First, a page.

Age of second largest desert disputed

Jun 18, 2007

Scientists in China say they have found evidence proving their nation's Taklimakan Desert, the world's second-largest desert, is older than thought.

Scientists at the Chinese Academy of Sciences said their recent research found evidence the massive desert in the Xinjiang Uygur region is 1.8 million years older than previously estimated, China's official news agency Xinhua reported Sunday.

If the scientific findings from the academy's Institute of Geology and Geophysics hold true, the actual age of the desert would be 5.3 million years old.

The findings come after decades of research by Chinese scientists regarding the arid land that has not produced a universally accepted age for the desert. The last estimation was made in 2002 and it placed the region's age at 3.5 million years old.

The recent study followed the same approach as the earlier estimation by analyzing soil samples, but the newer samples were taken from a Cenozoic Era-dated layer of the desert, the agency reported.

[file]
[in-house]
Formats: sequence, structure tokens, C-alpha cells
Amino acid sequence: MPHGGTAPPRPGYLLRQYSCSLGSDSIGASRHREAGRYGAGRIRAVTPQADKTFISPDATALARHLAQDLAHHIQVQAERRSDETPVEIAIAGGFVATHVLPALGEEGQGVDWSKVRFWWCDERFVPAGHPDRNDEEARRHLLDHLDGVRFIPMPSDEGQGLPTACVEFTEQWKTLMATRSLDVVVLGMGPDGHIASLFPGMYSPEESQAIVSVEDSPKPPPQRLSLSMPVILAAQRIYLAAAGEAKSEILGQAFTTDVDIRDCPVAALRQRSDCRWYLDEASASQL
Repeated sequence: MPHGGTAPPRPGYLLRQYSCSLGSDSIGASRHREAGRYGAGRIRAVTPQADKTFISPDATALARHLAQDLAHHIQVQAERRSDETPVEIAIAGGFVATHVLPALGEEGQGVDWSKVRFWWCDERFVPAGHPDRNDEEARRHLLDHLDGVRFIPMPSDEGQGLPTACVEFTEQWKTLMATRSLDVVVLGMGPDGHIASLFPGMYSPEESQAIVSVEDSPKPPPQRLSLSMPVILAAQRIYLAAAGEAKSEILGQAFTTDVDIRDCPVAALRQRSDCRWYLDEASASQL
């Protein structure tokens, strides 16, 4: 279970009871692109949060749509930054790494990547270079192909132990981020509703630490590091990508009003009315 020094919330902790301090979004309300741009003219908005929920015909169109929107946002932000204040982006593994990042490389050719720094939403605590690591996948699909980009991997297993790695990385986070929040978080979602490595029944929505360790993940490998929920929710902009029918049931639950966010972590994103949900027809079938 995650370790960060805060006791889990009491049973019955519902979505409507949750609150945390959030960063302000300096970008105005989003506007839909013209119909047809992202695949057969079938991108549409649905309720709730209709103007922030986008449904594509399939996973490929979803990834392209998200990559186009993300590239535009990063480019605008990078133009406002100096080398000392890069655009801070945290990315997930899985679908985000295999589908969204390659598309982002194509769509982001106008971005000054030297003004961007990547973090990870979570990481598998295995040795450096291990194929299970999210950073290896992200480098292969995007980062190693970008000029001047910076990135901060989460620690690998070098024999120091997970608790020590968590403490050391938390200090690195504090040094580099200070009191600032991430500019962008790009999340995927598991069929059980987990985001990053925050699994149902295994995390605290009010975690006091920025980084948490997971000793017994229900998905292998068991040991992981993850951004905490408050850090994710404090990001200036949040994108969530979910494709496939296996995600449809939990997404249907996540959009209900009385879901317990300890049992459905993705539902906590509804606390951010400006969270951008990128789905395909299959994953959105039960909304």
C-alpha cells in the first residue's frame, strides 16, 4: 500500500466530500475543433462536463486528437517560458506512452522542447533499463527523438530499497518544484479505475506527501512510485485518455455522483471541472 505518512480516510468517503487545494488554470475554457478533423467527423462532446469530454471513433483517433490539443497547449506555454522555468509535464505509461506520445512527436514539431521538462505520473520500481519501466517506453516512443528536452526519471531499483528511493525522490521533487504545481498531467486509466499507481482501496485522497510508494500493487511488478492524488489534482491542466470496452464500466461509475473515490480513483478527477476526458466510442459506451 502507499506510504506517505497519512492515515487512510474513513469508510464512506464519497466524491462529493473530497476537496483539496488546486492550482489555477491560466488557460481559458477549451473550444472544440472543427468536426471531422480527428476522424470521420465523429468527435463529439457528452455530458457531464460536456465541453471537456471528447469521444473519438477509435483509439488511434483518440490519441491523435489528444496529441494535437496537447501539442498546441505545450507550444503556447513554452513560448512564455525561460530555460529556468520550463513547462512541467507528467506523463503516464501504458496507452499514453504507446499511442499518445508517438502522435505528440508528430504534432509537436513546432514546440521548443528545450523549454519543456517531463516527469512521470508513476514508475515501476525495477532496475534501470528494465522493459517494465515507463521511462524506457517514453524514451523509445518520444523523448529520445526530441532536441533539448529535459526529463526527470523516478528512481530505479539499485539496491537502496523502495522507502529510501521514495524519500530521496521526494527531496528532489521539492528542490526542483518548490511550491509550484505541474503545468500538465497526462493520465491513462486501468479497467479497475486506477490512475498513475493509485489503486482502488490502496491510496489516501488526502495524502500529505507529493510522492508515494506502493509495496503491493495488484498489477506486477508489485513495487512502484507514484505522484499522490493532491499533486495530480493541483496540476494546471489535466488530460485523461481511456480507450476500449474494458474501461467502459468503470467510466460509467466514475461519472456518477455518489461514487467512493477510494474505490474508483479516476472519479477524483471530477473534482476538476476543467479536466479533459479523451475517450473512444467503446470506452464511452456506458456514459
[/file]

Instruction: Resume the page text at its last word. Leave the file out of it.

Copyright 2007 by United Press International

Explore further: NASA image: Beaver complex and July complex wildfires in California

add to favorites email to friend print save as pdf

Related Stories

How dinosaurs shrank, survived and evolved into birds

Aug 01, 2014

That starling at your birdfeeder? It is a dinosaur. The chicken on your dinner plate? Also a dinosaur. That mangy seagull scavenging for chips on the beach? Apart from being disgusting, yet again it is a ...

What geology has to say about global warming

Jul 14, 2014

Last month I gave a public lecture entitled, "When Maine was California," to an audience in a small town in Maine. It drew parallels between California, today, and Maine, 400 million years ago, when similar ...

Under the bright lights of an aging sun

Jul 04, 2014

Life as we know it on Earth is linked to our star, the Sun, which provides our planet with just the right amount of heat and energy for liquid water to be stable in our lakes, rivers and oceans. However, ...

Recommended for you

NASA sees Tropical Storm Lowell's tough south side

5 hours ago

The south side of Tropical Storm Lowell appears to be its toughest side. That is, the side with the strongest thunderstorms, according to satellite imagery from NOAA's GOES-14 and NASA-NOAA's Suomi NPP satellites.

User comments : 0